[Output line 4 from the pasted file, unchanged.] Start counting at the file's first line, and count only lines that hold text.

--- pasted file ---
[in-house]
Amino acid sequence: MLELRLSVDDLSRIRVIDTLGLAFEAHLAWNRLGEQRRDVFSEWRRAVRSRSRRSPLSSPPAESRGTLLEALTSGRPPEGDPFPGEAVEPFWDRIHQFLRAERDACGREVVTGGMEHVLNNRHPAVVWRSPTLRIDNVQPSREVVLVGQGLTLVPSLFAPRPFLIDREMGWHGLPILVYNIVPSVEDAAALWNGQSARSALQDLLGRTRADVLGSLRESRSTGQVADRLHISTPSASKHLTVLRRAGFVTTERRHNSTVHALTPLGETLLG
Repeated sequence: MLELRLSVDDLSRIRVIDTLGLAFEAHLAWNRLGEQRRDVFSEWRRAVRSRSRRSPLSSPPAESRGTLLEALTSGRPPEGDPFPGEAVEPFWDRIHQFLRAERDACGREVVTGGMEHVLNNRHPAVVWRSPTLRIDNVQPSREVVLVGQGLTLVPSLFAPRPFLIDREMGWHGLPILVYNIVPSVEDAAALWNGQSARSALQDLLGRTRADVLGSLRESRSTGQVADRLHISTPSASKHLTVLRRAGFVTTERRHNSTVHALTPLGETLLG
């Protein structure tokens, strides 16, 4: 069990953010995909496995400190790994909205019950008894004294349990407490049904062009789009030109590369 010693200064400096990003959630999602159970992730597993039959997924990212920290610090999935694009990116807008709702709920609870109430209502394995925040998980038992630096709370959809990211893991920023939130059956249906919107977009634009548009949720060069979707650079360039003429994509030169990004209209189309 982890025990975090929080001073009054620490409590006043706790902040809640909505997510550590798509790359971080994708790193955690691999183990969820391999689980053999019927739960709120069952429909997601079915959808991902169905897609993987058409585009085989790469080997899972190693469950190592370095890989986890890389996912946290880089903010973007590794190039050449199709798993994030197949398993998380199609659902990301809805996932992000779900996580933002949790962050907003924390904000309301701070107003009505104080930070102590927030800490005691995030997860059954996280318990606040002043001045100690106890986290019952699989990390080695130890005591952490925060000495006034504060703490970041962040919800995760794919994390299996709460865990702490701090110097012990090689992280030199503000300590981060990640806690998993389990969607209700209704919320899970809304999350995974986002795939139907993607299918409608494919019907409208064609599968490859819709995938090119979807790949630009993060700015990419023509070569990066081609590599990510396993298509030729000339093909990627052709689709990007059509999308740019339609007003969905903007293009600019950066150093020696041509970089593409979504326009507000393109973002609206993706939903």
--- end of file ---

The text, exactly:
């Protein structure tokens, strides 16, 4: 069990953010995909496995400190790994909205019950008894004294349990407490049904062009789009030109590369 010693200064400096990003959630999602159970992730597993039959997924990212920290610090999935694009990116807008709702709920609870109430209502394995925040998980038992630096709370959809990211893991920023939130059956249906919107977009634009548009949720060069979707650079360039003429994509030169990004209209189309 982890025990975090929080001073009054620490409590006043706790902040809640909505997510550590798509790359971080994708790193955690691999183990969820391999689980053999019927739960709120069952429909997601079915959808991902169905897609993987058409585009085989790469080997899972190693469950190592370095890989986890890389996912946290880089903010973007590794190039050449199709798993994030197949398993998380199609659902990301809805996932992000779900996580933002949790962050907003924390904000309301701070107003009505104080930070102590927030800490005691995030997860059954996280318990606040002043001045100690106890986290019952699989990390080695130890005591952490925060000495006034504060703490970041962040919800995760794919994390299996709460865990702490701090110097012990090689992280030199503000300590981060990640806690998993389990969607209700209704919320899970809304999350995974986002795939139907993607299918409608494919019907409208064609599968490859819709995938090119979807790949630009993060700015990419023509070569990066081609590599990510396993298509030729000339093909990627052709689709990007059509999308740019339609007003969905903007293009600019950066150093020696041509970089593409979504326009507000393109973002609206993706939903």